Read Chesapeake Tide Online

Authors: Jeanette Baker

Tags: #Novel, #Fiction, #Contemporary Romance, #Adult, #Sex, #Law Enforcement, #Man Made Disaster, #Land Pollution, #Water Pollution, #Radioactivity Pollution, #Detective Mystery, #Rural, #Small Town, #Suburban, #Urban, #Wilderness, #Louisiana, #Maryland, #Christianity-Catholicism, #Science-Marine Biology, #Social Sciences-Geography, #Fishing-Fresh Water, #Fishing-Salt Water, #Boat Transportation, #2000-2010, #1960-1969

Chesapeake Tide (6 page)

“Tickled pink. It's about time you came back. This ol' place hasn't been the same without you.”

“I'm not sure I can make it work, Effie. This was never my thing.”

Her smile faded. “That's not the way I remember it. You're a born waterman, Russ. The best I've seen. Haven't you sowed enough wild oats for ten lifetimes? I would have thought all these years away—”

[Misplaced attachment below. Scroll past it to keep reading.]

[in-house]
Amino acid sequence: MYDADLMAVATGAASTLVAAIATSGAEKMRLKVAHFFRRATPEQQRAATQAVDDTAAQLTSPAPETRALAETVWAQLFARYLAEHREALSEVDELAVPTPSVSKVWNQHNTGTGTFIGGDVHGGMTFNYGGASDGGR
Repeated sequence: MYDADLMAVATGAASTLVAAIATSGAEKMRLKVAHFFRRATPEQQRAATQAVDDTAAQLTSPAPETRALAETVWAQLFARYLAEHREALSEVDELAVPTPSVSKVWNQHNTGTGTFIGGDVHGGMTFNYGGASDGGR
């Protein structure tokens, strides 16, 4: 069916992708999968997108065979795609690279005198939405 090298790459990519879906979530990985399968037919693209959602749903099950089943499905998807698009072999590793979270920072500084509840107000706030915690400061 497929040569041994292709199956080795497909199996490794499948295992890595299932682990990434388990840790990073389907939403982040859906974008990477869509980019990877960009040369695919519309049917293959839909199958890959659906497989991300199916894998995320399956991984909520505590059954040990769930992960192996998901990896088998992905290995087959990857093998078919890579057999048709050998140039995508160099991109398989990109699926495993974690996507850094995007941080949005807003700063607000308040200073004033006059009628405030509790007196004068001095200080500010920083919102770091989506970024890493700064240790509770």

“C'mon, Effie,” he chided her. “You know I always meant to leave. This was Mitch's baby.”

“C'mon yourself, Russ Hennessey. I know nothing of the sort. This is your home. This is where you belong. People are depending on you. Their livelihoods are at stake. Billy Dupree's been taking a skeleton crew out on two boats, but it isn't enough. These men need you.”

The sun-dark line of his jaw hardened. A dozen emotions flickered behind his eyes before they emptied and became unreadable again. “Nice of you not to put any pressure on me, Effie,” he drawled.

She laughed. “I know you better than you know yourself, sugar. You're gonna stay and give it all you've got. The boy I remember won't let us down.”

“I'd like to get a handle on all the new rules and regulations before I decide anything permanently.”

Effie's eyes twinkled mysteriously. “There might be a bonus in it for you.”

He went along with it. “Go on.”

“Libba Delacourte's come home to be with her mama while she's recovering.”

Russ shook his head. “You never give up, do you, Effie?”

“Don't talk that way to me, Russell Hennessey. I wasn't born yesterday. I remember the way it was with the two of you.”

“You got it right, Effie. The qualifying word is
was.
Libba Jane and I are ancient history. For Christ's sake, we both married other people.”

“She's divorced, just like you.”

“That doesn't mean anything. Everybody's divorced.”

“I'm not.”